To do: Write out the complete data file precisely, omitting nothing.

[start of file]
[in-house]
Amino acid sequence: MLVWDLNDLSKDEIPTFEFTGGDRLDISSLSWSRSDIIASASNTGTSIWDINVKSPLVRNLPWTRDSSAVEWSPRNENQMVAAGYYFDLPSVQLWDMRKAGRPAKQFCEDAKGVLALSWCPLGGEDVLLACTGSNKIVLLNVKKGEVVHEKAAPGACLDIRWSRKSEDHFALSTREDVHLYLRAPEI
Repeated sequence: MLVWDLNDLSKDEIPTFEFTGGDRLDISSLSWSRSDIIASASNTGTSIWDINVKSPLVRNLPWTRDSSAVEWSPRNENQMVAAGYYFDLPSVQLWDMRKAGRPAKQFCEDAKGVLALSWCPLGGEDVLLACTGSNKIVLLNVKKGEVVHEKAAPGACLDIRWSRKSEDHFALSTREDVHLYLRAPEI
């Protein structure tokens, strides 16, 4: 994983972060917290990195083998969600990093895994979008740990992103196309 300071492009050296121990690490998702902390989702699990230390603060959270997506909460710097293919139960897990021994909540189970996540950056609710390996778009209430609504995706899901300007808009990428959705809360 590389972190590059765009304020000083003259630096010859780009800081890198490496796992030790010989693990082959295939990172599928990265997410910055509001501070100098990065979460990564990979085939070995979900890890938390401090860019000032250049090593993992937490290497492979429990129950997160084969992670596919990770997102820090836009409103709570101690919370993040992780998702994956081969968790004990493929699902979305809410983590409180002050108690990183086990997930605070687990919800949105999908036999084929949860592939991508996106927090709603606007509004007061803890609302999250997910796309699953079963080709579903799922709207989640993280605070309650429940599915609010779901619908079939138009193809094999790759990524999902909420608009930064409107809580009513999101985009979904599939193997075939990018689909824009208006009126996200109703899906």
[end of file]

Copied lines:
[in-house]
Amino acid sequence: MLVWDLNDLSKDEIPTFEFTGGDRLDISSLSWSRSDIIASASNTGTSIWDINVKSPLVRNLPWTRDSSAVEWSPRNENQMVAAGYYFDLPSVQLWDMRKAGRPAKQFCEDAKGVLALSWCPLGGEDVLLACTGSNKIVLLNVKKGEVVHEKAAPGACLDIRWSRKSEDHFALSTREDVHLYLRAPEI
Repeated sequence: MLVWDLNDLSKDEIPTFEFTGGDRLDISSLSWSRSDIIASASNTGTSIWDINVKSPLVRNLPWTRDSSAVEWSPRNENQMVAAGYYFDLPSVQLWDMRKAGRPAKQFCEDAKGVLALSWCPLGGEDVLLACTGSNKIVLLNVKKGEVVHEKAAPGACLDIRWSRKSEDHFALSTREDVHLYLRAPEI
């Protein structure tokens, strides 16, 4: 994983972060917290990195083998969600990093895994979008740990992103196309 300071492009050296121990690490998702902390989702699990230390603060959270997506909460710097293919139960897990021994909540189970996540950056609710390996778009209430609504995706899901300007808009990428959705809360 590389972190590059765009304020000083003259630096010859780009800081890198490496796992030790010989693990082959295939990172599928990265997410910055509001501070100098990065979460990564990979085939070995979900890890938390401090860019000032250049090593993992937490290497492979429990129950997160084969992670596919990770997102820090836009409103709570101690919370993040992780998702994956081969968790004990493929699902979305809410983590409180002050108690990183086990997930605070687990919800949105999908036999084929949860592939991508996106927090709603606007509004007061803890609302999250997910796309699953079963080709579903799922709207989640993280605070309650429940599915609010779901619908079939138009193809094999790759990524999902909420608009930064409107809580009513999101985009979904599939193997075939990018689909824009208006009126996200109703899906």